5. Confusion over alimony deduction
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The elimination of the alimony deduction is another one of the Tax Cuts and Jobs Act changes that starts this year. This means that alimony payments tied to any divorce or separation agreement that’s made this year or thereafter will not be deductible. For some taxpayers, this is a pretty significant change that could cost thousands of dollars.
6. Failure to report all income
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Reporting income used to be a pretty straightforward process. Most people were either W-2 employees or self-employed with one or two 1099s. But as the gig economy has expanded, more and more taxpayers have three, four or five different streams of taxable income that nobody else is reporting. Expect to see less-organized taxpayers fail to report all of their income in 2020. Some of this will go undetected, while others will get slapped with penalties.
7. No quarterly estimated taxes
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With more freelancers than ever before, this also means more taxpayers will be required to pay quarterly estimated taxes for the 2019 tax year. Unfortunately, some people are not aware they have to do this, or don’t know how and when to make their payments.

A failure to pay quarterly estimated taxes does a couple of things. First, it leaves the taxpayer with a massive tax bill come April. Second, it can actually trigger late fees and interest on top of the base tax figure. For high earners, this could amount to thousands of dollars in additional taxes.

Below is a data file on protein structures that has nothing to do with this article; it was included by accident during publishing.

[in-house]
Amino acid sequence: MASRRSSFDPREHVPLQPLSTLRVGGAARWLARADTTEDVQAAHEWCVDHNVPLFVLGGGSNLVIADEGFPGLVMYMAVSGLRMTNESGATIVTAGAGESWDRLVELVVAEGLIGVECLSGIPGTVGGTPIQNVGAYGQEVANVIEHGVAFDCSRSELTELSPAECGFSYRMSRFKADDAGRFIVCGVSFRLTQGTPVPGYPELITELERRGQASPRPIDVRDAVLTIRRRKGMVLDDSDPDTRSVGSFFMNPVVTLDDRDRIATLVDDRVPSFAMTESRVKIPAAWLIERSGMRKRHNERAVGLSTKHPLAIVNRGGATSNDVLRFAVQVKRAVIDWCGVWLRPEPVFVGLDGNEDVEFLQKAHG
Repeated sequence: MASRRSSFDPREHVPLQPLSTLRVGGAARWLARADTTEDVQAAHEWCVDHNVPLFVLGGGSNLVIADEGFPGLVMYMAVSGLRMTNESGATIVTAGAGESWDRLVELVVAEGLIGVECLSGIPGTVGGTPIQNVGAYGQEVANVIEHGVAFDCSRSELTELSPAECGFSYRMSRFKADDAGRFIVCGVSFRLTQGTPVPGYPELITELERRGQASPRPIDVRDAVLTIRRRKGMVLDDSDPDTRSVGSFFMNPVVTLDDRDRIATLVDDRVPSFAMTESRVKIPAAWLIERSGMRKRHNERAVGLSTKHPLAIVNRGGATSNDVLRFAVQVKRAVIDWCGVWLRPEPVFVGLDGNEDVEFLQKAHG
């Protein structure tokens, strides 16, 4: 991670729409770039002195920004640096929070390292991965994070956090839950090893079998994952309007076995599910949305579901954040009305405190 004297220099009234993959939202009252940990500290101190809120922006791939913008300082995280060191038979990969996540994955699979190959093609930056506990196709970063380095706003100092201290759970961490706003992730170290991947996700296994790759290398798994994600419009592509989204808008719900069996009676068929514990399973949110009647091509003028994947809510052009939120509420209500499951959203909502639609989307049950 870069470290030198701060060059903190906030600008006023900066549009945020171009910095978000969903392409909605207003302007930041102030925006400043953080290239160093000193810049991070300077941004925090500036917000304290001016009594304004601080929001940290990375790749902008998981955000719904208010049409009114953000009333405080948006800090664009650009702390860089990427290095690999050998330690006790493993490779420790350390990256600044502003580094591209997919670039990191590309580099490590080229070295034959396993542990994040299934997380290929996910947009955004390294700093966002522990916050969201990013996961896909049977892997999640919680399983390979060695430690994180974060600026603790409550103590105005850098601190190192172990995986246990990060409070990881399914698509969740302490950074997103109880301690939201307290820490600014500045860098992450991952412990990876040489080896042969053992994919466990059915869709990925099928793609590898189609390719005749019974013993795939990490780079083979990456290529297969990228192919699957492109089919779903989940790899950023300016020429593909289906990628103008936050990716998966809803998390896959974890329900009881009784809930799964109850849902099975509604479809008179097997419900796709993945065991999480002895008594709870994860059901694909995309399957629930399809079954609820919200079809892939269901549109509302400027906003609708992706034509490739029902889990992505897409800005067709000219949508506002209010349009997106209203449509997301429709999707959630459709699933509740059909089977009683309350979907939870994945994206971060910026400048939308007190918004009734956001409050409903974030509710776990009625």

The IRS has a pretty good resource on self-employment and how to pay taxes. It explains who is required to pay quarterly taxes, how to make the payments, when to submit the payments, and how these payments impact the annual return. Freelancers and self-employed professionals should read it to ensure they don’t run into problems come April.
8. Underpaying estimated tax payments
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Making quarterly estimated tax payments on time is only half the battle. For inexperienced freelancers, underestimating the amount of taxes they owe is another huge problem.

As the name suggests, quarterly tax payments are estimates of what a taxpayer thinks they’ll earn over the course of a given year. In order to accurately estimate their tax burden, they must keep meticulous records and run calculations to generate a ballpark estimate. It’s OK if they slightly underpay, but it’s much better if they slightly overpay. This ensures they end up getting a small amount of money back in April (as opposed to forking over even more money).

While every taxpayer has different earnings and deductions, it’s a good rule of thumb for most taxpayers to set aside somewhere between 22 and 25 percent of every payment into a savings account that’s explicitly reserved for making payments throughout the year.
9. Errors on tax forms
It’s amazing how many people make simple errors on their tax returns, which leads to delays in processing and may actually cause returns to be flagged by auditors.

The most common tax form errors are incorrect Social Security numbers, wrong bank account information (including erroneous routing numbers), lack of proper signatures, and missing information.
10. Failure to file on time
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Finally, there’s the problem of not filing taxes on time. For most people, this seems like a pretty black-and-white issue, but 20 percent of people continue to file their taxes late. As a result, they face penalties, fees and other inconveniences. Expect this problem to continue in 2020.